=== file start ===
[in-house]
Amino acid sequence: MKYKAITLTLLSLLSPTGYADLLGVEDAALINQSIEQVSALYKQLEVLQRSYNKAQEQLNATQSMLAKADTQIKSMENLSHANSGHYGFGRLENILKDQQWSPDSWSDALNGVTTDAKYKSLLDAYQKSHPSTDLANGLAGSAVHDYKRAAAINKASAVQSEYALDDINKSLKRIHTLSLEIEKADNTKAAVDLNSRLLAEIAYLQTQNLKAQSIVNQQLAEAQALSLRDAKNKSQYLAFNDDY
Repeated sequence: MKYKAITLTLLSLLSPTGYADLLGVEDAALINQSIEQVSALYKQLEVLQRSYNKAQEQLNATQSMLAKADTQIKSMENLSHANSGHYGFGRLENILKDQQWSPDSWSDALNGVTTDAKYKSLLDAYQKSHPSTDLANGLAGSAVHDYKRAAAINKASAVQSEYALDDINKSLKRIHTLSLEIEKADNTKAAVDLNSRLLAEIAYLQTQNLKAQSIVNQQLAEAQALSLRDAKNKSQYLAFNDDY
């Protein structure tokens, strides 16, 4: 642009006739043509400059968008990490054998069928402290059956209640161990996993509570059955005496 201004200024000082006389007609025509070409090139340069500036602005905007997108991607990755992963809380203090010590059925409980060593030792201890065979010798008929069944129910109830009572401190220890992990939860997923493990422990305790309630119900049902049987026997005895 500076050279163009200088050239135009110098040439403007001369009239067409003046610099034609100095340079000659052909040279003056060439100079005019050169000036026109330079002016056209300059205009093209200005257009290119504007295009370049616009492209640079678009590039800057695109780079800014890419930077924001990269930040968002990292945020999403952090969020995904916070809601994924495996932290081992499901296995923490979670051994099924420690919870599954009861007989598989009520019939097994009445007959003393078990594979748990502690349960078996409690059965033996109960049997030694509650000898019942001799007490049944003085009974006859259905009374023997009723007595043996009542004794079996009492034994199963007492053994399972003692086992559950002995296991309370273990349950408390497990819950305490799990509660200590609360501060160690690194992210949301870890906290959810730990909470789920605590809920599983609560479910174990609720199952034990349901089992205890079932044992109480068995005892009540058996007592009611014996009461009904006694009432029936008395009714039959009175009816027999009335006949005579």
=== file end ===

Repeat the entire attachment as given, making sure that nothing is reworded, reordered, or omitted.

[in-house]
Amino acid sequence: MKYKAITLTLLSLLSPTGYADLLGVEDAALINQSIEQVSALYKQLEVLQRSYNKAQEQLNATQSMLAKADTQIKSMENLSHANSGHYGFGRLENILKDQQWSPDSWSDALNGVTTDAKYKSLLDAYQKSHPSTDLANGLAGSAVHDYKRAAAINKASAVQSEYALDDINKSLKRIHTLSLEIEKADNTKAAVDLNSRLLAEIAYLQTQNLKAQSIVNQQLAEAQALSLRDAKNKSQYLAFNDDY
Repeated sequence: MKYKAITLTLLSLLSPTGYADLLGVEDAALINQSIEQVSALYKQLEVLQRSYNKAQEQLNATQSMLAKADTQIKSMENLSHANSGHYGFGRLENILKDQQWSPDSWSDALNGVTTDAKYKSLLDAYQKSHPSTDLANGLAGSAVHDYKRAAAINKASAVQSEYALDDINKSLKRIHTLSLEIEKADNTKAAVDLNSRLLAEIAYLQTQNLKAQSIVNQQLAEAQALSLRDAKNKSQYLAFNDDY
């Protein structure tokens, strides 16, 4: 642009006739043509400059968008990490054998069928402290059956209640161990996993509570059955005496 201004200024000082006389007609025509070409090139340069500036602005905007997108991607990755992963809380203090010590059925409980060593030792201890065979010798008929069944129910109830009572401190220890992990939860997923493990422990305790309630119900049902049987026997005895 500076050279163009200088050239135009110098040439403007001369009239067409003046610099034609100095340079000659052909040279003056060439100079005019050169000036026109330079002016056209300059205009093209200005257009290119504007295009370049616009492209640079678009590039800057695109780079800014890419930077924001990269930040968002990292945020999403952090969020995904916070809601994924495996932290081992499901296995923490979670051994099924420690919870599954009861007989598989009520019939097994009445007959003393078990594979748990502690349960078996409690059965033996109960049997030694509650000898019942001799007490049944003085009974006859259905009374023997009723007595043996009542004794079996009492034994199963007492053994399972003692086992559950002995296991309370273990349950408390497990819950305490799990509660200590609360501060160690690194992210949301870890906290959810730990909470789920605590809920599983609560479910174990609720199952034990349901089992205890079932044992109480068995005892009540058996007592009611014996009461009904006694009432029936008395009714039959009175009816027999009335006949005579």